Riders should nurture and guide the horse’s discovery of relaxation.
“There’s nothing wrong with responding to pressure, but the horse shouldn’t be worried when he’s doing it,” he added.
“People who work at keeping their horses confident, interested, and relaxed often find the benefits will show when they need their horses to be still and with them,” she explained.
“You’d like your horse to be happier to be with you than elsewhere. These horses will stay with their people because of the many hours spent working toward mutual respect, understanding, and confidence-building. …I don’t consider my horses to be “well behaved.” I’m not really interested in teaching behaviors. What I want is a horse whose behaviors are naturally occurring by his own choice. He is with me not because I trained him to be, but because he’s more comfortable there than anywhere else.”
I shared it with some horse friends who thankfully agreed. I called Dr. Rebecca Gimenez, president of Technical Large Animal Emergency Rescue. Gimenez lectures internationally on horse emergencies and disasters and has seen her share of skinny (ie, neglected and starving horses).
Funny enough, she saw the catalog cover and had the same reaction. More and more, she said she sees obese horses where she goes. The problem is local (Gimenez lives in Georgia), national, and sometimes in Europe, too.
“Just today, I went to visit a horse that was reported as supposedly 1 or 2 on the Henneke Body Condition Score. I went to check it out. The horse was maybe a 4. It was fine. But on the way home, I saw these horses in a field. They were horrifically fat. 7, 8, 9 on the scale. Fatter is not better,” said Gimenez.
Just like dogs, cats, and humans, horses can be seriously harmed through overfeeding. And just like other animals, it can be a painful and expensive endeavor to maintain them and bring them back to a more appropriate weight.
Can we say, chronic laminitis, Cushings, diabetes, insulin resistance, kidney failure, founder, added stress on joints? Lots of discomfort for your horse and your wallet.
Gimenez said our society has become more and more accepting of heavy horses. It reminds her of the age of European Romanticism when obese humans and horses alike were painted admirably. Remember Napoleon on his handsome horse? Maybe he’s so stressed because he’s overweight and working hard.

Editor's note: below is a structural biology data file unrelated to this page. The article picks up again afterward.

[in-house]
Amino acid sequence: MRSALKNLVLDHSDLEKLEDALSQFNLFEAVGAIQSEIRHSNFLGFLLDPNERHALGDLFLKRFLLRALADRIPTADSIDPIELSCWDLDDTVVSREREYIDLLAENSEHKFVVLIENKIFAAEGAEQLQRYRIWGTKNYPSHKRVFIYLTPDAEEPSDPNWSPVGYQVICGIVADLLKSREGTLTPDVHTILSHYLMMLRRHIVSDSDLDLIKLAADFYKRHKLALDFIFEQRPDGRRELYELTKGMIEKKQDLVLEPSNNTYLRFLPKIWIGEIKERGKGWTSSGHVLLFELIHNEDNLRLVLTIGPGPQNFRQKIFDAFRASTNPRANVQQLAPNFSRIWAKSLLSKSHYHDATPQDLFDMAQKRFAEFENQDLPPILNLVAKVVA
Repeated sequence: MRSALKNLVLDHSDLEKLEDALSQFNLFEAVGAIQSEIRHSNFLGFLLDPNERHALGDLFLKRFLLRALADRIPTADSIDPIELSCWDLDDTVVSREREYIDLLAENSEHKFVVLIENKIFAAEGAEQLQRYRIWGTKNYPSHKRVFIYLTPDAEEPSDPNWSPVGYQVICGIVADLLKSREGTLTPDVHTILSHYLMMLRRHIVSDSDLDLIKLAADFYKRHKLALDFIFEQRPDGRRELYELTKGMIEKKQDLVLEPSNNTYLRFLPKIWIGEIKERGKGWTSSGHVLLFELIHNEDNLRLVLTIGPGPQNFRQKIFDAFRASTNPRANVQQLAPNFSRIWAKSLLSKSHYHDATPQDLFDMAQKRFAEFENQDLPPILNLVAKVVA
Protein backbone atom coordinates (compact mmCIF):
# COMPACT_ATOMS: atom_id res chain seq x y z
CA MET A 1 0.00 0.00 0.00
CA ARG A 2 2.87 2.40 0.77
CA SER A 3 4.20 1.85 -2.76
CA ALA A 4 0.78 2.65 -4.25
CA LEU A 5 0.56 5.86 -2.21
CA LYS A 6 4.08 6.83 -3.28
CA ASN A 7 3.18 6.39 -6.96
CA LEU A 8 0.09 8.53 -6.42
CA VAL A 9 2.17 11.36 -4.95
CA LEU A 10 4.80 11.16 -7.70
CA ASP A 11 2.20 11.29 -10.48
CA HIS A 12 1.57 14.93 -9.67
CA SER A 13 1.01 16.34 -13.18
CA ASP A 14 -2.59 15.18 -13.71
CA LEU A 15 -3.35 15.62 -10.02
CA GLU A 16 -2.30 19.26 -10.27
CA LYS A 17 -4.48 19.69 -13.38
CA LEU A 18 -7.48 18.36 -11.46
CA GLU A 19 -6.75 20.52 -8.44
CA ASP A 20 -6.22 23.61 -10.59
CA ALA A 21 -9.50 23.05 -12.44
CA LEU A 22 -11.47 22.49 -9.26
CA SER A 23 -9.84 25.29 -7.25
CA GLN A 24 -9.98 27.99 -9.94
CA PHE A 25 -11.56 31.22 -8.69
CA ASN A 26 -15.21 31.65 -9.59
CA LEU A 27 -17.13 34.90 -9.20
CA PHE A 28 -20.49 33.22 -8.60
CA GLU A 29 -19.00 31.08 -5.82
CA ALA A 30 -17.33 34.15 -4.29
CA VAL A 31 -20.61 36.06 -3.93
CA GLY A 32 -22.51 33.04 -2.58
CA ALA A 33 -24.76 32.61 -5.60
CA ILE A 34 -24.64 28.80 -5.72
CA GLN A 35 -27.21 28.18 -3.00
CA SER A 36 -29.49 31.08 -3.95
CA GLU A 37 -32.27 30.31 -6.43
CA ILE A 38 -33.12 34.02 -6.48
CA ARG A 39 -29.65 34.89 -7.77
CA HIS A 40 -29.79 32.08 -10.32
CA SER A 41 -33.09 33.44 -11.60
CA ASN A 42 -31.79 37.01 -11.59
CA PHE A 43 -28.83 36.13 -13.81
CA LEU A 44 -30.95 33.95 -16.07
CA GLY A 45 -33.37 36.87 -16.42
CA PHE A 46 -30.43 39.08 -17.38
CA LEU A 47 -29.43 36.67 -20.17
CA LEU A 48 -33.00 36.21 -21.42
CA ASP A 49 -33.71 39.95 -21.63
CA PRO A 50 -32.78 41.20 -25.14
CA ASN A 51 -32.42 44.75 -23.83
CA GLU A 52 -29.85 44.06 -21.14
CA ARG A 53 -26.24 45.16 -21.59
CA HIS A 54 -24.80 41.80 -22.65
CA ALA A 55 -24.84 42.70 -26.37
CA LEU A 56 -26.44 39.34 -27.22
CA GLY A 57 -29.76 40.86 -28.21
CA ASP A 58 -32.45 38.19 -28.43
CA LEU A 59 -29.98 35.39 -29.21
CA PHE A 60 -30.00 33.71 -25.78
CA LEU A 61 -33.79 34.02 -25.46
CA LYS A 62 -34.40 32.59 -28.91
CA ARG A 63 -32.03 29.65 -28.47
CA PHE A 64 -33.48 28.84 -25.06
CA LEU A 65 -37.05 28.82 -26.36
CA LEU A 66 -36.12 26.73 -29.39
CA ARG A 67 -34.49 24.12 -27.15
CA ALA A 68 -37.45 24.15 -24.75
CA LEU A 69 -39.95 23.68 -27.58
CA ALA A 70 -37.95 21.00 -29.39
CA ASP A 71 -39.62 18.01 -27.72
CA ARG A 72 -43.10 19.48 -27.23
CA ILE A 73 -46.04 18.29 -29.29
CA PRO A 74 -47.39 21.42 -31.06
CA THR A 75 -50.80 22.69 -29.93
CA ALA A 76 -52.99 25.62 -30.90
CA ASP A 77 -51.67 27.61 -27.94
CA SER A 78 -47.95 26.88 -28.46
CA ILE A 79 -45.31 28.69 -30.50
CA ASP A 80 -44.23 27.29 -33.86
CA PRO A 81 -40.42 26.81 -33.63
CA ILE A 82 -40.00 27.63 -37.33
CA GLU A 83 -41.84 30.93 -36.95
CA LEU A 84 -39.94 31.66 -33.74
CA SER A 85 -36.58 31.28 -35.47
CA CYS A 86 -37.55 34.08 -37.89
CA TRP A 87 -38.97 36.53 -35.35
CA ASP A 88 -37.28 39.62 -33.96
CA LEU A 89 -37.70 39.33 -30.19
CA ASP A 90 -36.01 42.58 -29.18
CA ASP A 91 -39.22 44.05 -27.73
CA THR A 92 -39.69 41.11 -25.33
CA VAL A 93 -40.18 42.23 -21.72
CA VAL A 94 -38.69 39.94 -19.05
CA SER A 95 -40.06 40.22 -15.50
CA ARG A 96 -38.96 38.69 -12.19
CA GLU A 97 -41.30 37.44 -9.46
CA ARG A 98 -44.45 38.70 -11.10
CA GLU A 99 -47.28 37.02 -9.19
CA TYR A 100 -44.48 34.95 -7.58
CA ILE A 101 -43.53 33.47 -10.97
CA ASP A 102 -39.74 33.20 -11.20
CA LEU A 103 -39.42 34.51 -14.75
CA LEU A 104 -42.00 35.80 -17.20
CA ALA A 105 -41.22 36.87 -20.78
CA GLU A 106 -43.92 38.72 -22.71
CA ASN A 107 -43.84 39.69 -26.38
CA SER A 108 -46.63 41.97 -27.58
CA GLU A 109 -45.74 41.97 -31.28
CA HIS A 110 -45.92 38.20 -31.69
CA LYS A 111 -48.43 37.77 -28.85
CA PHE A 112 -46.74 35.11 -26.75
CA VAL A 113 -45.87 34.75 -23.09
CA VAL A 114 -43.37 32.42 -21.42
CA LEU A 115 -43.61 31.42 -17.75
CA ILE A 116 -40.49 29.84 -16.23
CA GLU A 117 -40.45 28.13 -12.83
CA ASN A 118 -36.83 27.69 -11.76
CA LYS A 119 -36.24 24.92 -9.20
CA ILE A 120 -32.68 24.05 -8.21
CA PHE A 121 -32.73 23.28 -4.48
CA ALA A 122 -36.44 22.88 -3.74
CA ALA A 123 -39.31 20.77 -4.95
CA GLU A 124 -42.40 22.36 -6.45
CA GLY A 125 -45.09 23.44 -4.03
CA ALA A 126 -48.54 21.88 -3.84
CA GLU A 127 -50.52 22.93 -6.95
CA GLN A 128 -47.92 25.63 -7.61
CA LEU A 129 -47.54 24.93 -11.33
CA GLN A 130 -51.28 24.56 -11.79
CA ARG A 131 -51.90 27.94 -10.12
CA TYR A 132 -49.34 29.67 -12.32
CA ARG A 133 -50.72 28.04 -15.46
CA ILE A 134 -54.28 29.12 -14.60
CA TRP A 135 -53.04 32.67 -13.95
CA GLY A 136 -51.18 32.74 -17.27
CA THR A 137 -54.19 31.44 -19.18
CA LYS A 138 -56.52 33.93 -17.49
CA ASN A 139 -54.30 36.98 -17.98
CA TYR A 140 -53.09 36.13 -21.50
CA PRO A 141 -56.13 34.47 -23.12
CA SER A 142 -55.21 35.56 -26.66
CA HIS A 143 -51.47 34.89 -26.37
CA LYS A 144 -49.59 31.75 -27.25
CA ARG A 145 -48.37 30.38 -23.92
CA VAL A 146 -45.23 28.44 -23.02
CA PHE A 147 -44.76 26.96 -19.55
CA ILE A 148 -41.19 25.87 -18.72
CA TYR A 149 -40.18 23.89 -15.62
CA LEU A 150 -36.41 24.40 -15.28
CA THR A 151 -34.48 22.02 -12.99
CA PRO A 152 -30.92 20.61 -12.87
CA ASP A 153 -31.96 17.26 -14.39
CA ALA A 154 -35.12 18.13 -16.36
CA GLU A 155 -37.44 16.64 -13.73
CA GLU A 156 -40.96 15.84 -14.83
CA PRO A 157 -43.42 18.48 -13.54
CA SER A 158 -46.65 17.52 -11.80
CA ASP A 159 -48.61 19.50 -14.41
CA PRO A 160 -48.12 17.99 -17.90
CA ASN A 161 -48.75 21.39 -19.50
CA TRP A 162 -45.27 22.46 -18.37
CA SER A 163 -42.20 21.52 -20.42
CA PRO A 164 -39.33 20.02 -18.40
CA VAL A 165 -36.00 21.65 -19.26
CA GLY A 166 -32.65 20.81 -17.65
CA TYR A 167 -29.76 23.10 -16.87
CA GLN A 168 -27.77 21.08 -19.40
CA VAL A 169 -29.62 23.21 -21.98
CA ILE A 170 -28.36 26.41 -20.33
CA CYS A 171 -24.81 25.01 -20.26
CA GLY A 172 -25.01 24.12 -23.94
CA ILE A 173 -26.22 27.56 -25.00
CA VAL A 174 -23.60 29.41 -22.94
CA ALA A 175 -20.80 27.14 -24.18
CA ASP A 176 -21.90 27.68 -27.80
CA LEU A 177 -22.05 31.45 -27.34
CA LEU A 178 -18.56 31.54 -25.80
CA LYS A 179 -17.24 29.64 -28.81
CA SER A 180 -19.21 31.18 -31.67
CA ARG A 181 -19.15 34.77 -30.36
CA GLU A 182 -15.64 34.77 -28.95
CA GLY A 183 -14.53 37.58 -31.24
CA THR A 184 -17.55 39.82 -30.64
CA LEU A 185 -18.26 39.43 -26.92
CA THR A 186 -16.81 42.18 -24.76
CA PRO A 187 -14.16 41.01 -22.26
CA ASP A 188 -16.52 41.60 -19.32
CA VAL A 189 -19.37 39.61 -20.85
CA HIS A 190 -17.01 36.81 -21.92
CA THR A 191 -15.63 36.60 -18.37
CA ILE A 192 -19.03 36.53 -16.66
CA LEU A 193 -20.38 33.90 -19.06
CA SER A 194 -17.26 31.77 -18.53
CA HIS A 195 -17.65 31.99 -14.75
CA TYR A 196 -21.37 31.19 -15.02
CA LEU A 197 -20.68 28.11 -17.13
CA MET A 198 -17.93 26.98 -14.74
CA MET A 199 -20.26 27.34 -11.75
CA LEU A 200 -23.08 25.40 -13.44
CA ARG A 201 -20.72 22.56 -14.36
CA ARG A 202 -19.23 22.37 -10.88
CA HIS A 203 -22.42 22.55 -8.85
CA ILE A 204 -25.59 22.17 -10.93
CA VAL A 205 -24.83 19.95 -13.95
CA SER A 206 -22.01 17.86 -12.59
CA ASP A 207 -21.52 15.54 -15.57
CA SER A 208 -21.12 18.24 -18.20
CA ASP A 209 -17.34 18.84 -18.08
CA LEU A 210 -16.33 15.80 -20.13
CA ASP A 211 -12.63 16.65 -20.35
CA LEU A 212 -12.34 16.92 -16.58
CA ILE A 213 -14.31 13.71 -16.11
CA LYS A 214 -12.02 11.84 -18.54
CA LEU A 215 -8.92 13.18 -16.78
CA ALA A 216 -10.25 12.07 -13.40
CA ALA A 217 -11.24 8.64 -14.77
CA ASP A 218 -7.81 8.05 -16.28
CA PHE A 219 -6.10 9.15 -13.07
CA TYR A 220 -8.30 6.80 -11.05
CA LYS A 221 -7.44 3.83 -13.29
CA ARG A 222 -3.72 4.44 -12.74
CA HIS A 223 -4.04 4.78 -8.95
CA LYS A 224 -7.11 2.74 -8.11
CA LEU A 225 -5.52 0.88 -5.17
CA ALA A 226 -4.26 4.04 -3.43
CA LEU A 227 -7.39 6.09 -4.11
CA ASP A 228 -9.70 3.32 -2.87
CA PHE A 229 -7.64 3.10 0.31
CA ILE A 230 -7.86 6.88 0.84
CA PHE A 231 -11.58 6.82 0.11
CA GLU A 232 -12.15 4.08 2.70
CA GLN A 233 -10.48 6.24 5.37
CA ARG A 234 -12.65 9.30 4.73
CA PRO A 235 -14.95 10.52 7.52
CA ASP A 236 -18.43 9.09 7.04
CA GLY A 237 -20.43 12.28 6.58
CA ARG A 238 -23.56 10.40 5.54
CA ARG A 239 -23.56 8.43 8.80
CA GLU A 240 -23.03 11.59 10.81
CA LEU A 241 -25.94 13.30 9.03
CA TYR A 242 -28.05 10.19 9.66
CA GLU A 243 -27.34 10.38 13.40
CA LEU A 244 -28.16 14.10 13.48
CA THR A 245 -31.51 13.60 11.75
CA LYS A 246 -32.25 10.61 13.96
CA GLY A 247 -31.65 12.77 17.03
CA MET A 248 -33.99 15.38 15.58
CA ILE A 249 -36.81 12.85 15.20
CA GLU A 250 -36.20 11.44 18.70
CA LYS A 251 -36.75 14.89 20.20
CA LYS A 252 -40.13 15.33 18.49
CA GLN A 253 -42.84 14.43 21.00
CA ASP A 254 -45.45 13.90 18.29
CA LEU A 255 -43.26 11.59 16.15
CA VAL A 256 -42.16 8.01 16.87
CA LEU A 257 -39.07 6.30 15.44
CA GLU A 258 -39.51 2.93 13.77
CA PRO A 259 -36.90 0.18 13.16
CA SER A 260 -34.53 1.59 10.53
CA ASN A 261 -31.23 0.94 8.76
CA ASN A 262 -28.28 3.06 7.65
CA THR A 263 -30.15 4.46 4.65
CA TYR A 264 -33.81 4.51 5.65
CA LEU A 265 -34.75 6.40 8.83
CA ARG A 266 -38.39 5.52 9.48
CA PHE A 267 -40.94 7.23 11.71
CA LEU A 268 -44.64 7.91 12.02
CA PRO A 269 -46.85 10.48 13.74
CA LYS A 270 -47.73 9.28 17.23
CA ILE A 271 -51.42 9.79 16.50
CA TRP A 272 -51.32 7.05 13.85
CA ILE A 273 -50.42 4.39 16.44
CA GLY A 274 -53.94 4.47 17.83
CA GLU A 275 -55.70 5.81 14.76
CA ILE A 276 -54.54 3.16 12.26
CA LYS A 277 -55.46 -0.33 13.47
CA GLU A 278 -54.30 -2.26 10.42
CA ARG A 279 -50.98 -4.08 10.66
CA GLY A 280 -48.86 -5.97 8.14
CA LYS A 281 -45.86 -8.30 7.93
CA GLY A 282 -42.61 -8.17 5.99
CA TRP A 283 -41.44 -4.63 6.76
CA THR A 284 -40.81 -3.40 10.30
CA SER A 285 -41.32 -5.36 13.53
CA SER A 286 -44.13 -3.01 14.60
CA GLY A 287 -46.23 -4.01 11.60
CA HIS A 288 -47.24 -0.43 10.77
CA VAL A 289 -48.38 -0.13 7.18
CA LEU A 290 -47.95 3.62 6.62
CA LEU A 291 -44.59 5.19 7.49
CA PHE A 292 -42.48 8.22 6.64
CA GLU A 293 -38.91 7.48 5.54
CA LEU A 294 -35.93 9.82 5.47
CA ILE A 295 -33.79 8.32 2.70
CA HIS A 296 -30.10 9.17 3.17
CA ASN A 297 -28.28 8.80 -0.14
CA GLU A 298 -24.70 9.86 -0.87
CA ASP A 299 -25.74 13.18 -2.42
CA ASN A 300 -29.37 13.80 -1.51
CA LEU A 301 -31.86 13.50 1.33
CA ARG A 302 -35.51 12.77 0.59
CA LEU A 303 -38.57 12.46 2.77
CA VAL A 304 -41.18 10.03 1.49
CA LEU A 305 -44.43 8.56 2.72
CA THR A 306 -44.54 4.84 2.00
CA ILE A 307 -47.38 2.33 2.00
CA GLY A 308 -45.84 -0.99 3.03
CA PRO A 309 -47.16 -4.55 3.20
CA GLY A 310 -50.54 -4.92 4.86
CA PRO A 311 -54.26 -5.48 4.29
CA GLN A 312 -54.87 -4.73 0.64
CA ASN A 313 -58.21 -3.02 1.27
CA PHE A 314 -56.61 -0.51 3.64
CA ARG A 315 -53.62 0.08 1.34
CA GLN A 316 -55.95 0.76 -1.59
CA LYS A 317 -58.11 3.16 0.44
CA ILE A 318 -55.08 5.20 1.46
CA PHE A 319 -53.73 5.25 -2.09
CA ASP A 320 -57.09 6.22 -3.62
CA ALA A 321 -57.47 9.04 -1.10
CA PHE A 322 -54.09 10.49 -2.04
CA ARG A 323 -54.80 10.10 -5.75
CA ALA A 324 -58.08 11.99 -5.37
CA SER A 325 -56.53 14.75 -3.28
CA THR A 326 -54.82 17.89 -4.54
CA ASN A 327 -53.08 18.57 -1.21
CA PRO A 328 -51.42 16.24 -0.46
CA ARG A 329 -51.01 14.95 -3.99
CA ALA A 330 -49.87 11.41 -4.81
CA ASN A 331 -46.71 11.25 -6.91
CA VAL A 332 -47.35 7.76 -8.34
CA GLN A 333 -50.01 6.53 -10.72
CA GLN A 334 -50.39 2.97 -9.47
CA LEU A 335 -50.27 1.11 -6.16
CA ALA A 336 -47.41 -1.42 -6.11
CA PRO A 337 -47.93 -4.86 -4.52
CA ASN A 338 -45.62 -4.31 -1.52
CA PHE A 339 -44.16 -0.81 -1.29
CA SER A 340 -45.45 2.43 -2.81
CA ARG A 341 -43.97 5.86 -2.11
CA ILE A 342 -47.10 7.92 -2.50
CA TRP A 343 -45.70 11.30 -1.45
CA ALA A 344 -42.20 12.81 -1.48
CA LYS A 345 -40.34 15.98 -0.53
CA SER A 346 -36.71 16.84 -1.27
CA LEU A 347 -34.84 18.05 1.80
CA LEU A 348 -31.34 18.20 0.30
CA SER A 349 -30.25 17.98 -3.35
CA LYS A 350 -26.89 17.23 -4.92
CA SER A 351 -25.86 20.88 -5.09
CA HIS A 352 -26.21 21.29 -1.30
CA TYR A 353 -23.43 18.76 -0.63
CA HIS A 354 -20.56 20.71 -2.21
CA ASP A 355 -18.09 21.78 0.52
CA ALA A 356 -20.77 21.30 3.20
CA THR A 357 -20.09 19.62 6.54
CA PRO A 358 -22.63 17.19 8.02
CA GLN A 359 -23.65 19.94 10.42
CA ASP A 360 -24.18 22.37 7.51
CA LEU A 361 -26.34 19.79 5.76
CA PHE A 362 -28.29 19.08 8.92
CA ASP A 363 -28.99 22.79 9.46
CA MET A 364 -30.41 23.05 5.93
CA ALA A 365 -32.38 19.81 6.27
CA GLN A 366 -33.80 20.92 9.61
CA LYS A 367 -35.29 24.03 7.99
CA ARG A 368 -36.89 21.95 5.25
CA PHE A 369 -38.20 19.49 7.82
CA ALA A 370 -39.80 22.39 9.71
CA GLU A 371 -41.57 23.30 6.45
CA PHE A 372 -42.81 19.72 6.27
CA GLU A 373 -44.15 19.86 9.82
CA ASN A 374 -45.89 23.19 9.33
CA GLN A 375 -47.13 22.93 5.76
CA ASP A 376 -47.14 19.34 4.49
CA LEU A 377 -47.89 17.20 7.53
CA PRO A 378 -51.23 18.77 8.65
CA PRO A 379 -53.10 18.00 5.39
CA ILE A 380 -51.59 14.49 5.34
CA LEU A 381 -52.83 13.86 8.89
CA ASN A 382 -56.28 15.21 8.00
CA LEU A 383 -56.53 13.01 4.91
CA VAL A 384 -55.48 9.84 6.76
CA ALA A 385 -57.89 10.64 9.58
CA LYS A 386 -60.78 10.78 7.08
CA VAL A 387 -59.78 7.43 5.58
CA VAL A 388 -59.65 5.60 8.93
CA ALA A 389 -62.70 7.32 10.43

“In society, we’ve always thought being a little plump is ok,” said Gimenez. “But we know that it’s unhealthy either way.”
As you contemplate fitness, remember to consider your horses’ condition as well as your own.
“It’s part of the responsibility to the horse: the trifecta of saddle fit, horse fitness, and rider fitness. Both under and on top of the saddle, fitness matters,” he said.
Check out Harmany Equine’s grazing muzzles.
Check out slow feeders from Hay Pillow.
Read about a miracle rescue: Honey goes from 1-2 to a healthy 4 on HBCS.
Last fall, before making the move to Colorado, Jolene and I took several mammoth leaps backwards in our training progress. Read more about the debacle.
Since then, we’ve gone back to the very basics: ground work, round pen work, roadside walks, jogs, and hikes on a lead line. They are all exercises in building back the confidence and partnership that we lost in one unfortunate afternoon. I did get back in the saddle a few times last autumn, but I could feel nervousness in both of us. It seemed right to spend time with more rudimentary work.
In the process, we filled in holes I didn’t realize existed. Specifically, the exercises covered the very basic stuff that I thought we had a handle on:
— lateral flexion– yielding hind quarters
— yielding front quarters
— forward impulsion.
We could do those elements. But could we do them with lightness and softness? Could we do them under duress?
In the past, my human need for meeting goals and “making progress,” did not jibe with my equine partner, nor did it tell the real
story of where we were as a unit. An example: With the mule in a rope halter and a long line, I could ask her to move to the left of right and she’d comply. But if I asked her with too much energy or with distractions around us, she would either plant herself or bolt.
So, for days, we worked on moving away from pressure, with Jolene going left, then going right, away from me and backwards as I pushed her with my advances. If I moved quickly and demonstratively (with the help of the contained space of the round pen), she learned to stay with me instead of bolting.